Sunday, September 24, 2023
EducationPlay of the Week

Play of the Week 5: Persistent infringement in SEA v HOU 

By PRO Training & Development Manager Paul Rejer

Following on from last week’s discussion on our main initiative of this season, this week I would like to focus on our other initiative, which is persistent infringement.

What do we mean by persistent infringement? Well, this was another topic we discussed with the MLS teams at their preseason camps and we told them that we would be instructing referees to be aware of:

– Persistent offenders
– Victims of persistent offending
– Individual team offenders

This week’s Play of the Week demonstrates that a particular play does not necessarily have to be a big, controversial situation in a game or a key match incident to be featured, but simply a moment that we can learn from. This week we are showing an example of how referees can manage persistent infringement without the need for a sanction.

Referees have to be aware of persistent offenders and, bearing in mind that some foul challenges warrant an immediate yellow or even a red card, persistent infringement is when the offender’s fouls are not quite enough in their own right to deserve a sanction.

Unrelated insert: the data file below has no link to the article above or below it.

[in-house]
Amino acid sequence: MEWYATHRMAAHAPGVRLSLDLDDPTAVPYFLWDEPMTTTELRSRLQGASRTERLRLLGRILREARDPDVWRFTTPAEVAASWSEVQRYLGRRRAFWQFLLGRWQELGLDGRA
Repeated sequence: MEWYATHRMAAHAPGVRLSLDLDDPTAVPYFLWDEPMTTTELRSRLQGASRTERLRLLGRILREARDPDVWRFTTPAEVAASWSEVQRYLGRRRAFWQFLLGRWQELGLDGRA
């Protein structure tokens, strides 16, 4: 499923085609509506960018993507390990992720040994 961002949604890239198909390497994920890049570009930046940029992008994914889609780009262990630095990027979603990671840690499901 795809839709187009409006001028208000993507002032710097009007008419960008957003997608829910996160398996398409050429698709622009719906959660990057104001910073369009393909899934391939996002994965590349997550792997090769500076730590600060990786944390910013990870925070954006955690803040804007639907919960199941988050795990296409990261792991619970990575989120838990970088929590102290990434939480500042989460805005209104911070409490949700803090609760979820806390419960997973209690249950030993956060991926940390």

In the 69th minute of the Seattle Sounders v Houston Dynamo game, Dynamo’s Giles Barnes commits a foul on Sounders’ Chad Marshall.

Referee Ted Unkel is aware that this is Barnes’ third foul challenge in fairly quick succession. Rather than issue a yellow card, Unkel lets Barnes know in no uncertain terms that he is aware that this is his third offense and everyone can see from his emotional body language, that he will not tolerate another foul from him.


Barnes doesn’t argue; he simply walks away in the knowledge that he now has to be careful, but at least he has been given an opportunity – a warning that if he commits another foul he can have no justifiable complaint if he receives a card, and everyone watching the game will expect a sanction.

And, you know what? There was not another foul committed by Barnes, which proves that top referees have to be good managers and, if they can avoid the use of a sanction, they will.

This is an excellent example of proactive and preventative refereeing.

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